OKLAHOMA CITY, OKLAHOMA -- If there's anything a carpenter or carver learns when working with wood, you can't force it.
You can't go against the grain.
If you do, whatever you're building is likely to fall apart.
"I've destroyed many an expensive board trying to make it do something it didn't want to do," says Jarrett Maxwell.
Jarrett is a self-taught wood worker. He went to college for music and composition.
He worked in an office for a few years and just about went crazy.
Jarrett finally found his own grain by building and learning on his own.
"I just began pursuing it," he says, "and reading about it and studying it."
Maxwell was always good at geometry.
His family tree is full of carpenters he didn't even know about.
So it shouldn't have been a surprise that music and angles would finally fit together in a place like this.
Jarrett says, "For me, the overall, most important part of the piece is the architecture. It's the structure of it, and then the way the detail accentuate that and fill it in."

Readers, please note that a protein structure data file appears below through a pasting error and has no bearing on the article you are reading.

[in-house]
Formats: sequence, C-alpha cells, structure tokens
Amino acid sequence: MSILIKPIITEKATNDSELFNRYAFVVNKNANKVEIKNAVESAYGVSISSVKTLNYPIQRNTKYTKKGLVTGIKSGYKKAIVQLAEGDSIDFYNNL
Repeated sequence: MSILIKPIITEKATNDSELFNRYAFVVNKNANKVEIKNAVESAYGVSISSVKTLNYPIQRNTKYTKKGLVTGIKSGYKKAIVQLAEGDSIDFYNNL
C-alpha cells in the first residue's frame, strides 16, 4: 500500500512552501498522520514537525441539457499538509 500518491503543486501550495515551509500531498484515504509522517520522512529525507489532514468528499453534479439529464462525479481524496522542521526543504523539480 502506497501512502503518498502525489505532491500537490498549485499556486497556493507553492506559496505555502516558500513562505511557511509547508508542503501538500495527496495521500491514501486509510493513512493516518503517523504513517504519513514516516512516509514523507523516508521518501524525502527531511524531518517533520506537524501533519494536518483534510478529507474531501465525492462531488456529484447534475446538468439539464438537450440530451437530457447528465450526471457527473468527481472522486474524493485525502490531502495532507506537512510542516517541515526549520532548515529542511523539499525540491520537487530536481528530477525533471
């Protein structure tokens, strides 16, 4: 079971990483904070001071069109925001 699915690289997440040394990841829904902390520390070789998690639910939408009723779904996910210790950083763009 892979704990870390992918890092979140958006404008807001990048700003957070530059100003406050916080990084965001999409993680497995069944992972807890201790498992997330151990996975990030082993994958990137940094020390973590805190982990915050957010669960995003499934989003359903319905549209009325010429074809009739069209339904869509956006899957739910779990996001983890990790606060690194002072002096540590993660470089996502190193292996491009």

He calls his business Geometric Innovations.
Like the corner of a building, or the straight lines of a musical score sheet, his pieces have firm boundaries.
Within those boundaries is endless variation, a kind of music in wood.
Maxwell continues, "Tension and release in the music, consonance and dissonance."
"I heard a quote once from some famous person that architecture is frozen music."
You can't here this kind of music with your ears but it's there like a conductor's score if you can read it.
Jarrett Maxwell continues to compose, no longer against the grain, but with the music that was waiting there for him all along.
To see more of Jarrett Maxwell's work or to find out more about Geometric Innovations go to GEOMETRICINNOVATIONS.com